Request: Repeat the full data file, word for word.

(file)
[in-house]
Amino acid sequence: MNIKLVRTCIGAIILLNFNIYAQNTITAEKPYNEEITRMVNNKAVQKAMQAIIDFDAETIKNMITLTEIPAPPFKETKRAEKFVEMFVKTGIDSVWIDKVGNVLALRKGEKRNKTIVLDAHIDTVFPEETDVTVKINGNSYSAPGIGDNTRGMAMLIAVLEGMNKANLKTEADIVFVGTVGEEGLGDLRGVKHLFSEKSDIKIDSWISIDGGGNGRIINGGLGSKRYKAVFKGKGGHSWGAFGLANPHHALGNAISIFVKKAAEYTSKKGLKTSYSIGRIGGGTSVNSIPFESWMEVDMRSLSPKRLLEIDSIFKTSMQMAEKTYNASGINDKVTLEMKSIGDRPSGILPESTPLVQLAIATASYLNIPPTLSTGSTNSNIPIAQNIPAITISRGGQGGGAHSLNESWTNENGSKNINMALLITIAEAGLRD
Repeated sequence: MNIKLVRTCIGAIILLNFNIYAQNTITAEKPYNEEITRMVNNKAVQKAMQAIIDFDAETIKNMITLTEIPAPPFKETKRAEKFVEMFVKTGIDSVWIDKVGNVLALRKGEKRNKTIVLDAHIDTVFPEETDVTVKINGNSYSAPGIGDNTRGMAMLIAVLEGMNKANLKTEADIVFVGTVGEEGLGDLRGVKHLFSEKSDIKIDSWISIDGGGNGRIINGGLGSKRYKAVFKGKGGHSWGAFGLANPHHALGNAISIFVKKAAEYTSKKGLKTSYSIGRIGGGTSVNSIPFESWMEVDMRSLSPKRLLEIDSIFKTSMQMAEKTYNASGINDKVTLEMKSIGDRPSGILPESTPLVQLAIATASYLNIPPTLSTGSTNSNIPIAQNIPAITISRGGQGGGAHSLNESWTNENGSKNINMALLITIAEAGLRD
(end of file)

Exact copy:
[in-house]
Amino acid sequence: MNIKLVRTCIGAIILLNFNIYAQNTITAEKPYNEEITRMVNNKAVQKAMQAIIDFDAETIKNMITLTEIPAPPFKETKRAEKFVEMFVKTGIDSVWIDKVGNVLALRKGEKRNKTIVLDAHIDTVFPEETDVTVKINGNSYSAPGIGDNTRGMAMLIAVLEGMNKANLKTEADIVFVGTVGEEGLGDLRGVKHLFSEKSDIKIDSWISIDGGGNGRIINGGLGSKRYKAVFKGKGGHSWGAFGLANPHHALGNAISIFVKKAAEYTSKKGLKTSYSIGRIGGGTSVNSIPFESWMEVDMRSLSPKRLLEIDSIFKTSMQMAEKTYNASGINDKVTLEMKSIGDRPSGILPESTPLVQLAIATASYLNIPPTLSTGSTNSNIPIAQNIPAITISRGGQGGGAHSLNESWTNENGSKNINMALLITIAEAGLRD
Repeated sequence: MNIKLVRTCIGAIILLNFNIYAQNTITAEKPYNEEITRMVNNKAVQKAMQAIIDFDAETIKNMITLTEIPAPPFKETKRAEKFVEMFVKTGIDSVWIDKVGNVLALRKGEKRNKTIVLDAHIDTVFPEETDVTVKINGNSYSAPGIGDNTRGMAMLIAVLEGMNKANLKTEADIVFVGTVGEEGLGDLRGVKHLFSEKSDIKIDSWISIDGGGNGRIINGGLGSKRYKAVFKGKGGHSWGAFGLANPHHALGNAISIFVKKAAEYTSKKGLKTSYSIGRIGGGTSVNSIPFESWMEVDMRSLSPKRLLEIDSIFKTSMQMAEKTYNASGINDKVTLEMKSIGDRPSGILPESTPLVQLAIATASYLNIPPTLSTGSTNSNIPIAQNIPAITISRGGQGGGAHSLNESWTNENGSKNINMALLITIAEAGLRD